Still standing, still intact: Chesapeake Bay TMDL survives second legal challenge

This past September, in a case currently up on appeal before the Third Circuit, the U.S. District Court for the Middle District of Pennsylvania rejected a challenge to the Chesapeake Bay Total Maximum Daily Load (“Bay TMDL”) brought by several industry groups.  I previously discussed that decision here.  Late last week, the U.S. District Court for the District of Columbia dismissed a second challenge to the Bay TMDL — this time to its references to water quality trading and offsetting — brought by a couple of environmental groups.

The Bay TMDL established the total maximum daily loads of nitrogen, phosphorous and sediment that the Chesapeake Bay can assimilate from all sources within the Chesapeake Bay watershed and still meet water quality standards (WQS).  The Bay TMDL referenced trading and offsetting programs as possible vehicles for the states to accommodate new or increased pollutant loadings associated with future population growth. The Bay TMDL defined offsetting as “compensating for the loading of a pollutant of concern from a point or nonpoint source with a reduction in the loading from a different source or sources, in a manner consistent with meeting WQS.”  The U.S. Environmental Protection Agency (EPA) has defined trading as “allow[ing] one source to meet its regulatory obligations by using pollutant reductions created by another source that has lower pollution control costs.”

In Food and Water Watch, et al. v. EPA, et al., No. 12-1639 (D.D.C., Mem. Op. issued Dec. 13, 2013), plaintiffs alleged that the Bay TMDL authorized trading and offsetting and that such “authorization” was contrary to the Clean Water Act (CWA) and in violation of the Administrative Procedure Act (APA).  EPA and industry intervenors moved to dismiss plaintiffs’ complaint, alleging both that the court lacked subject matter jurisdiction because plaintiffs were without standing to assert these claims and that the complaint failed to state a claim because plaintiffs did not challenge a final agency action.  The court granted the motion to dismiss on both grounds.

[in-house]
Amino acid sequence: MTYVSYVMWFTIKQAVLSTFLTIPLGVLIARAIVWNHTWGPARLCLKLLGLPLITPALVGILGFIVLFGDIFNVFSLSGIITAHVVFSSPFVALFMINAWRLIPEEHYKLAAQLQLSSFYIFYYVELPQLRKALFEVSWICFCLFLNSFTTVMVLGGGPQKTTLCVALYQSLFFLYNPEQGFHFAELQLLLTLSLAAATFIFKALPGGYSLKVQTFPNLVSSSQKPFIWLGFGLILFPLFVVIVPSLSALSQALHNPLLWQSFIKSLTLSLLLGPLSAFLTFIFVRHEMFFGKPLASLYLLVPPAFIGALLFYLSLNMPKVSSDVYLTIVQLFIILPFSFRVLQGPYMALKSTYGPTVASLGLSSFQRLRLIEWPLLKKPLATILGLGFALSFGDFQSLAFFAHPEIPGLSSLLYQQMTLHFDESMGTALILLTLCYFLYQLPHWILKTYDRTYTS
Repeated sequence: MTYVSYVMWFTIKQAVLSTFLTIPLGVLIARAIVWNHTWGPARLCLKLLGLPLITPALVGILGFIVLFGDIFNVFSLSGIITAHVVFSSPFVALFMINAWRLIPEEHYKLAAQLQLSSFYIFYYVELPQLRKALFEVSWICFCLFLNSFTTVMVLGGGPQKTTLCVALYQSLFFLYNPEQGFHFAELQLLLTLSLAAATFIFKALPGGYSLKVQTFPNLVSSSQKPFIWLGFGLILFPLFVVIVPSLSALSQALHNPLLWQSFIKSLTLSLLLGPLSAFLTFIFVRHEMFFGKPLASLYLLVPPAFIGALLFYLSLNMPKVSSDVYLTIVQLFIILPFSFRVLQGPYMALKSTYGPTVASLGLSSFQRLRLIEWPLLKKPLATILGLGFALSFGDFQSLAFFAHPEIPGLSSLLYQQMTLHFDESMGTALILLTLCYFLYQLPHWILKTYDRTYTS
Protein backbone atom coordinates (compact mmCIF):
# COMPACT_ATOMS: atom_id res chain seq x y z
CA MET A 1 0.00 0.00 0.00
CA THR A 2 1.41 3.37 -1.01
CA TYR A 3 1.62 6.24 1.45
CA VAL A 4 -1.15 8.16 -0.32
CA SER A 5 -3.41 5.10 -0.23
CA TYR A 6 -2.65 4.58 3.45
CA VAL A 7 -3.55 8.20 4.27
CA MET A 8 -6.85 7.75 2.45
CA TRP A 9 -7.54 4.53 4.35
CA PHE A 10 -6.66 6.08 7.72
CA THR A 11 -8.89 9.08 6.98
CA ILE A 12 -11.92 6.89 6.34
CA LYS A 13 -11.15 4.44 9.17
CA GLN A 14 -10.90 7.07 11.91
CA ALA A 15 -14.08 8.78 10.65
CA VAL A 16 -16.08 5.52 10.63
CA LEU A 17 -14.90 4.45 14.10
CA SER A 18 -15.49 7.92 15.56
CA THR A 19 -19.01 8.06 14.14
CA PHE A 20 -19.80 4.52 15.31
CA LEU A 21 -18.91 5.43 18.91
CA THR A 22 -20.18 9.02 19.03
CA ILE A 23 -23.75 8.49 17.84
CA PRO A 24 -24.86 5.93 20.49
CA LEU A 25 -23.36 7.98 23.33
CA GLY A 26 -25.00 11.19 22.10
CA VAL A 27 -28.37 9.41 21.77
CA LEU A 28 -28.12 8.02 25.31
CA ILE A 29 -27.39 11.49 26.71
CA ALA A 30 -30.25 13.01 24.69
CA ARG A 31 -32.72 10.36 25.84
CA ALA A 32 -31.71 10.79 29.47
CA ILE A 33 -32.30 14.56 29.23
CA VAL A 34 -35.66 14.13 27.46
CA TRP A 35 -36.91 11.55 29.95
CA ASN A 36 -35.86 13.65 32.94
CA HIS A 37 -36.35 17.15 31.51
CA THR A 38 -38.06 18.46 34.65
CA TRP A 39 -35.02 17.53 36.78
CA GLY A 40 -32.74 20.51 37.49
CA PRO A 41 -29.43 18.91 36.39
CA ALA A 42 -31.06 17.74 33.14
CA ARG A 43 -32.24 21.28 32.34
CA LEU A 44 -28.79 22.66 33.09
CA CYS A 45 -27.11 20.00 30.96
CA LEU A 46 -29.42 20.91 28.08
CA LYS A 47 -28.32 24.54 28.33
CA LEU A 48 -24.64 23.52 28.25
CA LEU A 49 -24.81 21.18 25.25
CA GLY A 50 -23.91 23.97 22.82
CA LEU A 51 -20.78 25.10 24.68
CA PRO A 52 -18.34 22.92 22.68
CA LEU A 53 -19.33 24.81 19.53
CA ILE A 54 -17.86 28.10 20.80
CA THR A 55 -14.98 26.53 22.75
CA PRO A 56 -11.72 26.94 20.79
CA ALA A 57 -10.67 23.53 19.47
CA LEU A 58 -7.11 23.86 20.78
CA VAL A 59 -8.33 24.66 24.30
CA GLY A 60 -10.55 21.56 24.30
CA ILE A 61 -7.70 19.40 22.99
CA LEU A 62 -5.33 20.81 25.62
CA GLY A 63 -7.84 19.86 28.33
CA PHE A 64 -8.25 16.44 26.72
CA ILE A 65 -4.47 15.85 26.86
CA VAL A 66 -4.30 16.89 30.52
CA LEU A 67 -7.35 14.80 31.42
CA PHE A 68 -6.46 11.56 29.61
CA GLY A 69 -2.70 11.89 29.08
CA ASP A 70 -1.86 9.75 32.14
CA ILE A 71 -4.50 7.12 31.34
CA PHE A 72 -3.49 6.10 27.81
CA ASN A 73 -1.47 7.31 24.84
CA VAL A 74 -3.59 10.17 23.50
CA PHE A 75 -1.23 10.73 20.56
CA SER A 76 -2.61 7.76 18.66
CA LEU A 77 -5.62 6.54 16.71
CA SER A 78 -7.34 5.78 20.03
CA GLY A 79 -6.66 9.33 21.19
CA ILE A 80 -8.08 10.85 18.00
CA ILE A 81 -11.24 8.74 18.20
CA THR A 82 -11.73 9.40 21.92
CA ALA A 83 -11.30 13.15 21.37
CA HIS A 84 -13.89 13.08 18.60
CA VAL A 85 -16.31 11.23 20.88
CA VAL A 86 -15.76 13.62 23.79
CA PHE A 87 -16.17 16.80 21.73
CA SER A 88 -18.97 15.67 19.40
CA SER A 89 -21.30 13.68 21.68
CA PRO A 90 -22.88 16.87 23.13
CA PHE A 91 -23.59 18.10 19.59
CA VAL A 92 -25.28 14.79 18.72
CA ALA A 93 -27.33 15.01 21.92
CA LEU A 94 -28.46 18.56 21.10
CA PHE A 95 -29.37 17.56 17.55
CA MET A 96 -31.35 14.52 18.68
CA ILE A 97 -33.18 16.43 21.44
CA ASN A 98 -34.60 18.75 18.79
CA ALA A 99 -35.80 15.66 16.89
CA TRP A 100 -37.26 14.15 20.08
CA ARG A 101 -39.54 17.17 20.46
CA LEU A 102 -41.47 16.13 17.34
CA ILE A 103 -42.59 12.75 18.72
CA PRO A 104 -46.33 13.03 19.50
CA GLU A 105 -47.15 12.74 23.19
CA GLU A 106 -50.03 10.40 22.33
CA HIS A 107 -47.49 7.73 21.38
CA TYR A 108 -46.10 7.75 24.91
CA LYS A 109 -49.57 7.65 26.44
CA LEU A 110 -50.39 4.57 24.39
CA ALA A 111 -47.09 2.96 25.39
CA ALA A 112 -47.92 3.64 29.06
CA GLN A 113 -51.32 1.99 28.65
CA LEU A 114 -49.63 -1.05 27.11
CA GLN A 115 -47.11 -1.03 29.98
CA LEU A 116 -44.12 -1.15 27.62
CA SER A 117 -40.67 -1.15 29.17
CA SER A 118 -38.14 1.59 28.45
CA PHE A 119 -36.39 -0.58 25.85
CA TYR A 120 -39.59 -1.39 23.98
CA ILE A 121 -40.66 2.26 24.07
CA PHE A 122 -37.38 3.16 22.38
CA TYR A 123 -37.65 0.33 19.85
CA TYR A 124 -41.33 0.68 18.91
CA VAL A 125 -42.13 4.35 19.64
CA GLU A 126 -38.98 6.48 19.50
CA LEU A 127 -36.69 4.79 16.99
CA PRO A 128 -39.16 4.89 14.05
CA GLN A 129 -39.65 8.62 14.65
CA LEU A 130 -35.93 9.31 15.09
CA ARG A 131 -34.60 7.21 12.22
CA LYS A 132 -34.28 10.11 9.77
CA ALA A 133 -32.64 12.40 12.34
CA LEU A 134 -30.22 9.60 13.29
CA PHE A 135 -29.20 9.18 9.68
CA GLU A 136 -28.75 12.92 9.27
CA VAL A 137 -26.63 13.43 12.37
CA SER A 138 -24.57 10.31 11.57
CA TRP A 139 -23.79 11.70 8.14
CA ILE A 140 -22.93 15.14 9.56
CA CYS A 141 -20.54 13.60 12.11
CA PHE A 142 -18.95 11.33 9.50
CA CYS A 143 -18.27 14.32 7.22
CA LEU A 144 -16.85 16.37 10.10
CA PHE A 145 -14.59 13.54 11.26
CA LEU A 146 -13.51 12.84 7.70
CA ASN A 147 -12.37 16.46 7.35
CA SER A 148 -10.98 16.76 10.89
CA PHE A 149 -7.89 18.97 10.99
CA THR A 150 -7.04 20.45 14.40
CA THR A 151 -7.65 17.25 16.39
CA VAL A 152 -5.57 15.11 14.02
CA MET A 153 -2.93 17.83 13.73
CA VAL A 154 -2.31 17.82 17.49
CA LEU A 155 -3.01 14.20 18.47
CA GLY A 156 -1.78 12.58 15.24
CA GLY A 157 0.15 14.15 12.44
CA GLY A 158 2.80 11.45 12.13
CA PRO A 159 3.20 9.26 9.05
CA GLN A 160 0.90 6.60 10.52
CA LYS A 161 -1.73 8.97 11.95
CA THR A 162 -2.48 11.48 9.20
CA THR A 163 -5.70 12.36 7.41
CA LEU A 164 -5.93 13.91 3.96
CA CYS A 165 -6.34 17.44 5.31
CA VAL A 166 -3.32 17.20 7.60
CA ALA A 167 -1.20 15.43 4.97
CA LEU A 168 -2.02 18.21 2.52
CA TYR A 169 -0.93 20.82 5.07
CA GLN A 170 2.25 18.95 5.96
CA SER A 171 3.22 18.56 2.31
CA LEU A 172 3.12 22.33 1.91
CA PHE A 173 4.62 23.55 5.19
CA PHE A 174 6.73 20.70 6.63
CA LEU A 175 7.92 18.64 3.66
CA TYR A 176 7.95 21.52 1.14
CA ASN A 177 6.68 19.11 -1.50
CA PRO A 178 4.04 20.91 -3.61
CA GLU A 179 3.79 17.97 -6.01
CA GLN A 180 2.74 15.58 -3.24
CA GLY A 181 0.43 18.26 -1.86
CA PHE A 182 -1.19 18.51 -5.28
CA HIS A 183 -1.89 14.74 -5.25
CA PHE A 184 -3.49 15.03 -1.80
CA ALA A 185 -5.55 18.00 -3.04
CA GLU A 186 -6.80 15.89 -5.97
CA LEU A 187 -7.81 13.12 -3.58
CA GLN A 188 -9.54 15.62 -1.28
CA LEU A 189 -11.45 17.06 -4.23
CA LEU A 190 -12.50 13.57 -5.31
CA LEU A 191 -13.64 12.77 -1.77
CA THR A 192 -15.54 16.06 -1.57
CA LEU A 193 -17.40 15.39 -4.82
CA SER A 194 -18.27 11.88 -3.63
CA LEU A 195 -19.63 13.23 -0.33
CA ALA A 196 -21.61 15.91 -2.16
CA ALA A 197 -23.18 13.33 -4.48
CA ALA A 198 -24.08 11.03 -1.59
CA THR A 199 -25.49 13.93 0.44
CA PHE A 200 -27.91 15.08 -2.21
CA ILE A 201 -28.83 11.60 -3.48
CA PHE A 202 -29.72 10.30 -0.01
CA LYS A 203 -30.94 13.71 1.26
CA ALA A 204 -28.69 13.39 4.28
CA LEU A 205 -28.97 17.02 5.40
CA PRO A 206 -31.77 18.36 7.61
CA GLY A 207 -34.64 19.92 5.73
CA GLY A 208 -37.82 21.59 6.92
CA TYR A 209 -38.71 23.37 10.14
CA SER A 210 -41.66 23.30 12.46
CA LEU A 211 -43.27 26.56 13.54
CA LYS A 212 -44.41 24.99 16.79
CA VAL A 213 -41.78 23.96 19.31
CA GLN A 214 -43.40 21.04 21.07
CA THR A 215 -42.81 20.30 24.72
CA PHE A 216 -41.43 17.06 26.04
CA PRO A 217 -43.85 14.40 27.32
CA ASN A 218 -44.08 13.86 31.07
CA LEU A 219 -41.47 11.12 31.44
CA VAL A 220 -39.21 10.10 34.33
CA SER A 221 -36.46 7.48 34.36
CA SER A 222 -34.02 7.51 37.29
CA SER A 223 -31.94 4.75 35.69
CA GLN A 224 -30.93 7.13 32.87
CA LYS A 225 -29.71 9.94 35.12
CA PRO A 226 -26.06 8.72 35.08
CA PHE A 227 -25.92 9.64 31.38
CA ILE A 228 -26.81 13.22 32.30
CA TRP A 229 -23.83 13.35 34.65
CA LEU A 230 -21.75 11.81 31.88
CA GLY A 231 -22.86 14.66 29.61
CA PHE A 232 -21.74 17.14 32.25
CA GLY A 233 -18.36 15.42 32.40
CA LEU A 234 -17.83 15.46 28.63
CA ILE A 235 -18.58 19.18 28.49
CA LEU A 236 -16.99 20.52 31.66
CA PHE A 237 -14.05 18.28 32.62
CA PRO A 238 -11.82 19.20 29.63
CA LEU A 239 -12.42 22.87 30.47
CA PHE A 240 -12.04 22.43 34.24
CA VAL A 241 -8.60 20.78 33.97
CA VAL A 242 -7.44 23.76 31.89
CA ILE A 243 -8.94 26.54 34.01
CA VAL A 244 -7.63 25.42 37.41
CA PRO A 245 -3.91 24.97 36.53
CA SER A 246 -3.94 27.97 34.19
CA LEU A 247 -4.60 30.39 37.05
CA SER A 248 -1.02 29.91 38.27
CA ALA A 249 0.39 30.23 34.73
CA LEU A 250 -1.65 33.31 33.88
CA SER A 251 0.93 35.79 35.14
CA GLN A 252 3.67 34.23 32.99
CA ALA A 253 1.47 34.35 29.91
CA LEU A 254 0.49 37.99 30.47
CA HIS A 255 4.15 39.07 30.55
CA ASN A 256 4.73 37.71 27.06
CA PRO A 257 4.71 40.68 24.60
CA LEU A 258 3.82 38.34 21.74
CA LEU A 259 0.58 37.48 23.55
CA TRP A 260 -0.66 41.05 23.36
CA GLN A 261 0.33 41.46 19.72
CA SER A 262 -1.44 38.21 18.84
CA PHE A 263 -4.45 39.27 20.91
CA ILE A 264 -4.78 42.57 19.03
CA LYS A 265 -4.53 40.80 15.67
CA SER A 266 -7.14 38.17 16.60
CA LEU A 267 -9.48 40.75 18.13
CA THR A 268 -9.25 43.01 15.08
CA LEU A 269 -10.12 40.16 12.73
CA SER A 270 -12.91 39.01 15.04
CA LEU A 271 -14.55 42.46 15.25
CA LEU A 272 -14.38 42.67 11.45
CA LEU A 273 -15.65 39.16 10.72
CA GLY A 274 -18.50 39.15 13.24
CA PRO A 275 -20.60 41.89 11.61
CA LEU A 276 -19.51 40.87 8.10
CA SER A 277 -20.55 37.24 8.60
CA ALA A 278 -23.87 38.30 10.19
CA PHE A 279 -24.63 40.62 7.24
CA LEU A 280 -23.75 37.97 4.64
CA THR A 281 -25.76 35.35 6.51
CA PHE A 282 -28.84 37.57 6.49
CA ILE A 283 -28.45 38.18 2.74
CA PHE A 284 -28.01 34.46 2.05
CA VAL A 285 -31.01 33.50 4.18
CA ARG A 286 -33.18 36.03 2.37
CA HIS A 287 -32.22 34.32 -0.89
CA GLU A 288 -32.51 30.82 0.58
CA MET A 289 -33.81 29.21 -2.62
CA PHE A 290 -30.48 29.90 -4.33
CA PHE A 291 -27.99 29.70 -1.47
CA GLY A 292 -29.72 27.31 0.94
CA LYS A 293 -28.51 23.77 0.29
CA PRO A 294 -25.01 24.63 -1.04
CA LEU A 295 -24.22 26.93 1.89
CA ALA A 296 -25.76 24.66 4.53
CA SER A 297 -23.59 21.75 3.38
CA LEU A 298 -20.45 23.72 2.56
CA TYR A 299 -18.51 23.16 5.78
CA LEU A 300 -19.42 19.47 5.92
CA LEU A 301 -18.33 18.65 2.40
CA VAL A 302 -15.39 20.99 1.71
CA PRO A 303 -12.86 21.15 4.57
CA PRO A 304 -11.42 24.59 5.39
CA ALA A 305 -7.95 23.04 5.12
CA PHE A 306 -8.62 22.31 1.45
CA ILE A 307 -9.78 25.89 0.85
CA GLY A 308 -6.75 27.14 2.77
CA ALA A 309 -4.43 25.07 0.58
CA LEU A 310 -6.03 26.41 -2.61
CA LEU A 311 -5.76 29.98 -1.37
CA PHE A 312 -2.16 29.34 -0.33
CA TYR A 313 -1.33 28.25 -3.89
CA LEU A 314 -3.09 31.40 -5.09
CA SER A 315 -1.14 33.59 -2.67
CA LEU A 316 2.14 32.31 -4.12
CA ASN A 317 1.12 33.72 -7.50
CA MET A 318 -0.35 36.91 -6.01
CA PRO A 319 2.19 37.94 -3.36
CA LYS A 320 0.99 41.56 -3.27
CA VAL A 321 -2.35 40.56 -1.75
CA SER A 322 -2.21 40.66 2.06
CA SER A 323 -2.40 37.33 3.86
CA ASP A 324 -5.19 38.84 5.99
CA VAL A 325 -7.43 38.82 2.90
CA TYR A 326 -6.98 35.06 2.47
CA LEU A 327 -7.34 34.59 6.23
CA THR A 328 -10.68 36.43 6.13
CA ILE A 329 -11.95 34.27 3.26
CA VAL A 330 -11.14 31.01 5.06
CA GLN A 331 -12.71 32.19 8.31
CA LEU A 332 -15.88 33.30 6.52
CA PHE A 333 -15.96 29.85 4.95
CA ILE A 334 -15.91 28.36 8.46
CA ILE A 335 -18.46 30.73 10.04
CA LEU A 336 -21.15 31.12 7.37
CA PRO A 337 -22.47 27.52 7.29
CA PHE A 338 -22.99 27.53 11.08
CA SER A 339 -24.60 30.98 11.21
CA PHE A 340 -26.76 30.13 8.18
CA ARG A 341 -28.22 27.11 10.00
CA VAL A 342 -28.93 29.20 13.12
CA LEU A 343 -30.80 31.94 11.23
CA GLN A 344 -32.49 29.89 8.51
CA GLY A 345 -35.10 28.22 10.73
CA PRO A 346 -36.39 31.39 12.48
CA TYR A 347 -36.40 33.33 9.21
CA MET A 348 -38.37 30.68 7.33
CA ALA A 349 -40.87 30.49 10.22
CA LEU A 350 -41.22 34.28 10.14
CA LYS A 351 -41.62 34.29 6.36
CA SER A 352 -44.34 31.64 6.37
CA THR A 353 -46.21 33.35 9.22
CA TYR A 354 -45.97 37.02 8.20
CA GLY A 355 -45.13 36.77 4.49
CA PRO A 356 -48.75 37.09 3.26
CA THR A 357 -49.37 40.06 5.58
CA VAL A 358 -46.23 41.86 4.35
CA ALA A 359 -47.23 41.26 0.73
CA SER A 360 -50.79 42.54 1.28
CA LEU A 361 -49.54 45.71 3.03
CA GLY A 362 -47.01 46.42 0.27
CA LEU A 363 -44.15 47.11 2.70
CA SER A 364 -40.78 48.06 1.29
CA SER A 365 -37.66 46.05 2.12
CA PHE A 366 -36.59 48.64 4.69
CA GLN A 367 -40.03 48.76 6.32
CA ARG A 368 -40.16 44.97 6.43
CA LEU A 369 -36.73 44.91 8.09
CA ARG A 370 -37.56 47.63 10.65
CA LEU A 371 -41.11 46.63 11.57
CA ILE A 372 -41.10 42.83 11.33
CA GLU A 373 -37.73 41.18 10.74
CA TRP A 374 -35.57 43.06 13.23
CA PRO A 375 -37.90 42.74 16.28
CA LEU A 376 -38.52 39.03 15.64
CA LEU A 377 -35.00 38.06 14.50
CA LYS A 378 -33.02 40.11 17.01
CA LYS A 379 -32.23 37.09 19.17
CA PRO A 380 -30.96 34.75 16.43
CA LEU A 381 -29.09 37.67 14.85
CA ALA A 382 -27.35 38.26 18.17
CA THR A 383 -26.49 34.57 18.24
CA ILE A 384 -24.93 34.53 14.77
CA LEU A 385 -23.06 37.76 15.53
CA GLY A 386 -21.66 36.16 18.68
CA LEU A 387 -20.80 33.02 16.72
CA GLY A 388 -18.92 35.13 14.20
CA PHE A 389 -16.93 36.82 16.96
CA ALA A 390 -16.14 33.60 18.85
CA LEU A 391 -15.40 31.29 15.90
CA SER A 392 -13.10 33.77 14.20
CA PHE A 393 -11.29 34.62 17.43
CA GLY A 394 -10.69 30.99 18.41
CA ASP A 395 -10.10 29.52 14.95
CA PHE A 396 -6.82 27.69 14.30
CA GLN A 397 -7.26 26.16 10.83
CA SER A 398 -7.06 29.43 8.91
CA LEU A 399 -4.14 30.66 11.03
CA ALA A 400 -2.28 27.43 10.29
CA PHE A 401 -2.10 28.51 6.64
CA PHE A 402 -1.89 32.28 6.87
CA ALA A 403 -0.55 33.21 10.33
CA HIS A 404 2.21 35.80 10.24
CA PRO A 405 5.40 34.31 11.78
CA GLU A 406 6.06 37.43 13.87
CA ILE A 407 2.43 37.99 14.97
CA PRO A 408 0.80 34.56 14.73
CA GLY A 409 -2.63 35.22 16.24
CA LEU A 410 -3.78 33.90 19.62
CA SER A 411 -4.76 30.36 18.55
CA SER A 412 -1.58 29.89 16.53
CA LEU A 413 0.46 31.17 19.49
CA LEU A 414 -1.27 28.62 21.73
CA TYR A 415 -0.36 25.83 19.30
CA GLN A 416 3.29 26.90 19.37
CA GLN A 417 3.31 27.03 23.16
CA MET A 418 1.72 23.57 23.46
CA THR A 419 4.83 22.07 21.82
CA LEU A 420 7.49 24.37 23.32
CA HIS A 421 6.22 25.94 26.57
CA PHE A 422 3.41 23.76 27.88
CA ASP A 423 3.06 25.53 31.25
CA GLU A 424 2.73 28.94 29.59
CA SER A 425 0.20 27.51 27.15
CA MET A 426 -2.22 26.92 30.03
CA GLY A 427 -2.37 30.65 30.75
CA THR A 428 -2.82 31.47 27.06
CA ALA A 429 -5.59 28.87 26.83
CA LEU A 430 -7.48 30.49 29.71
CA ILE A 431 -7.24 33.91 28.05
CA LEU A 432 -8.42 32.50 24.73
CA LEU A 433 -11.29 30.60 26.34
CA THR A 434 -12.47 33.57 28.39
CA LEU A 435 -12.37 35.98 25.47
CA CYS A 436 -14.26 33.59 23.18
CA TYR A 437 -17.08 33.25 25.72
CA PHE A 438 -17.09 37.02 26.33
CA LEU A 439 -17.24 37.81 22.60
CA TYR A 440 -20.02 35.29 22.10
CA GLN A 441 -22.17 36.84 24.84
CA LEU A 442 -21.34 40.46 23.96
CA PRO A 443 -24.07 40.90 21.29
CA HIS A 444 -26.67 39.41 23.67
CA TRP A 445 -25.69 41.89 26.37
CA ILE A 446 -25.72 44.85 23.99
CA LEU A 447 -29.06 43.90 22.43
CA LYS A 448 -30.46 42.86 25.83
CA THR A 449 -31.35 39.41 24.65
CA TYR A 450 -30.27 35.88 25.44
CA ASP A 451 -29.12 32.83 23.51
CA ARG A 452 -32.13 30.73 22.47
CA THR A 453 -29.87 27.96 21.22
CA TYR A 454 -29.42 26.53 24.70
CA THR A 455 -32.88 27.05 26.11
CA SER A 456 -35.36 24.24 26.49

In order to demonstrate Article III standing, a plaintiff must prove three elements:  injury, traceability, and redressability.  In this case, plaintiffs struck out on all three.

First, the court found that plaintiffs lacked an actual or imminent injury (this finding also formed the principal basis for an independent determination that plaintiffs’ claims were not ripe for adjudication).  The court concluded that the creation of “hotspots,” which plaintiffs described as areas “where increased discharges of pollutants will occur resulting in water quality that is worse than other areas in the watershed,” was “highly speculative.”  The court noted that the Bay TMDL expressly provides that any trading and offsetting programs must comply with the requirements of the CWA and the TMDL itself (e.g., that trades and offsets “do not cause or contribute to an exceedance of WQS in either [the] receiving segment or anywhere else in the Bay watershed”).